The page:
House of Ashes, the third game in Supermassive Games’ The Dark Pictures Anthology, is the best game the studio has released since PS4 exclusive Until Dawn. The Sony-published game just hit all the right notes and was a huge surprise on its release. House of Ashes suggests the studio still has what it takes, but for whatever reasons it’s still not quite back to that level that enabled them to create a horror video game classic.
For me, House of Ashes’ biggest problem is tied to what it seemingly wants to be: a movie and a video game. This is a video game, but it’s one of the least interactive I’ve played in a long time. It feels a lot like a 3D point and click adventure, with the occasional QTE thrown in or a cursor you need to move to aim at an enemy. This is a game anyone could play, which is something you can rarely say, but because of this I found it rather outstays its admittedly already brief runtime.
As a user-friendly game, and one that you’re encouraged to play with friends, the horror tale told here is too long. Supermassive was no doubt keen to deliver a campaign of reasonable length, but as a video game the basic mechanics simply aren’t interesting for that length of game. Cut the whole thing down to a snappy two hours, trimming off scenes of reflection, and this might just have been a brilliant interactive horror movie.
There are definite moments of excellence in House of Ashes. When you are given control of one of the core five playable characters in a more confined area, the camera opting to hover over your shoulder, the game delivers atmosphere in spades. It’s claustrophobic and tense, and my brain immediately jumped to Aliens and The Descent, but here those moments are essentially glass bottom boats you ride from one encounter to another. They are scary at first, but once you’ve clicked that you’re fine, the fear is gone.
There’s no combat in House of Ashes that isn’t either in a button-pressing QTE (tap Square to stab a monster) or an Operation Wolf on a console-style bit of target shooting where you simply move the aiming cursor loosely over the target and hit fire within a time limit. In making the game highly accessible almost every moment of superbly crafted terror can never reach its potential.
I’ve not talked about the story yet as it’s largely a bit cliche, especially in the opening stages. You’re given some backstory about an ancient terror living underground in a Sumerian temple. Fast forward to the Iraq War and we get to meet a bunch of war movie stereotypes whom you can only shape a certain amount. Salim, an Iraqi soldier, the only non-US character who is playable, stands out. He’s got the saddest backstory and the most conflicted role in events, and crucially doesn’t come across like a jerk.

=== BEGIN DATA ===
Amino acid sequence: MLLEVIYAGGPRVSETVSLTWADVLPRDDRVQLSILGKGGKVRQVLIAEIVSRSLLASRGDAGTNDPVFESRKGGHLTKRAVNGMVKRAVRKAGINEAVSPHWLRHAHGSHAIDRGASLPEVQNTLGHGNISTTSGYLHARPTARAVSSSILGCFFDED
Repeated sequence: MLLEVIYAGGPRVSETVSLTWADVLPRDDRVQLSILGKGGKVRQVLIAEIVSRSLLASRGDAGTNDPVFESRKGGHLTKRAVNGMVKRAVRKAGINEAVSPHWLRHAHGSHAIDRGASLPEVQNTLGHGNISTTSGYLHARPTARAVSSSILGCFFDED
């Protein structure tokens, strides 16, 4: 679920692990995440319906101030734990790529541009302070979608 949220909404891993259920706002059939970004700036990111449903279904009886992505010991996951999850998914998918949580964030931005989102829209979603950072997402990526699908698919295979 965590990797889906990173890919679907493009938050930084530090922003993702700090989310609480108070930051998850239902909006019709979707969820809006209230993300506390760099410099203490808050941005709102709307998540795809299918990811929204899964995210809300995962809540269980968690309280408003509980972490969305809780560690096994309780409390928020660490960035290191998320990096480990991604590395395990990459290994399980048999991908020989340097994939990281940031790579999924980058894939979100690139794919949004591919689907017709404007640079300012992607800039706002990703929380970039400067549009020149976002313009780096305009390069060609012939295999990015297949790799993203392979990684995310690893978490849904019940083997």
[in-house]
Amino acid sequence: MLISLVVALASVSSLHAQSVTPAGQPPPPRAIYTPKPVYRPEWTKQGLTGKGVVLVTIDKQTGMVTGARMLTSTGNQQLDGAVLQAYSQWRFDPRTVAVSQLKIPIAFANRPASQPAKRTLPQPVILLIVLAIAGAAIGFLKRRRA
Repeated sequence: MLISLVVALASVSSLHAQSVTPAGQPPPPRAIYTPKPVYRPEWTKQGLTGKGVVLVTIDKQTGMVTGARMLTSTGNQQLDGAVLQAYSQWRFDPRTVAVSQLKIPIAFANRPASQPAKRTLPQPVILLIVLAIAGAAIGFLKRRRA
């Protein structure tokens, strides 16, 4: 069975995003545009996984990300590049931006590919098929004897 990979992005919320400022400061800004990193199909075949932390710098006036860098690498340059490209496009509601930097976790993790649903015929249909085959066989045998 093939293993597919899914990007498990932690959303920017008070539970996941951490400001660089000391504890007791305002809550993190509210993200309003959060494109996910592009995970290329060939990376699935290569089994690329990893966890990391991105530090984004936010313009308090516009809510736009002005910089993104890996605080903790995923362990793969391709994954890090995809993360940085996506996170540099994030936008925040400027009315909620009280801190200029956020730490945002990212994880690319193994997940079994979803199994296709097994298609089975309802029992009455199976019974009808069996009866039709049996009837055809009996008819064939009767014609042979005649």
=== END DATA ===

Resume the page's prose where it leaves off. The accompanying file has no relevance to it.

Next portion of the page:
There is the expected amount of tension between the US marines and the Iraqi soldiers, but attempts to make the whole thing feel less Oorah comes across as a bit forced (Man is sad because he remembers killing an innocent civilian, the constant hammering home of “the enemy of my enemy is my friend”). The game tries to touch on difficult subjects, even 9/11, but it’s rather surface level. Some of the marines redeem themselves a little by the games’ conclusion, but it’s fair to say that the acting is better than the story being told.
House of Ashes, despite my issues with its length and lack of gameplay, has plenty of good moments. Most of these are tied to hastily-pressed on-screen button prompts, which can be easy to miss and have pretty dire consequences. These QTEs work well, but they just aren’t backed up by enough horror due to the aforementioned danger-free gameplay sequences.
There’s also a large part of me that wishes the tone was a few notches lighter and more schlocky. This is a story that takes itself a little too seriously. One of my favourite moments came late on, a character bursting into the scene heroicly with the line: “Hey fuck face, I’ve got something for you!” It was perfect. It’s what I want from games like this. Yet, in terms of “Americans start cheering in the cinema” moments, this is the only one I can recall happening.
There’s a lot to like in House of Ashes. It can look great (but also a bit ropey at points), the acting is largely excellent, and your actions (or lack of) can really impact the story. Yet, the game element is lacking, which in turn makes the gameplay sequences where you’re in proper control end up lacking in scares. This is a fun time, especially if played in a group or online with a friend, but I was more afraid of button prompts than the monsters.
Disclaimer: Version tested: PS5. A copy of the game was provided by the publisher. Also available on PS4, Xbox One, Xbox Series X|S, and PC.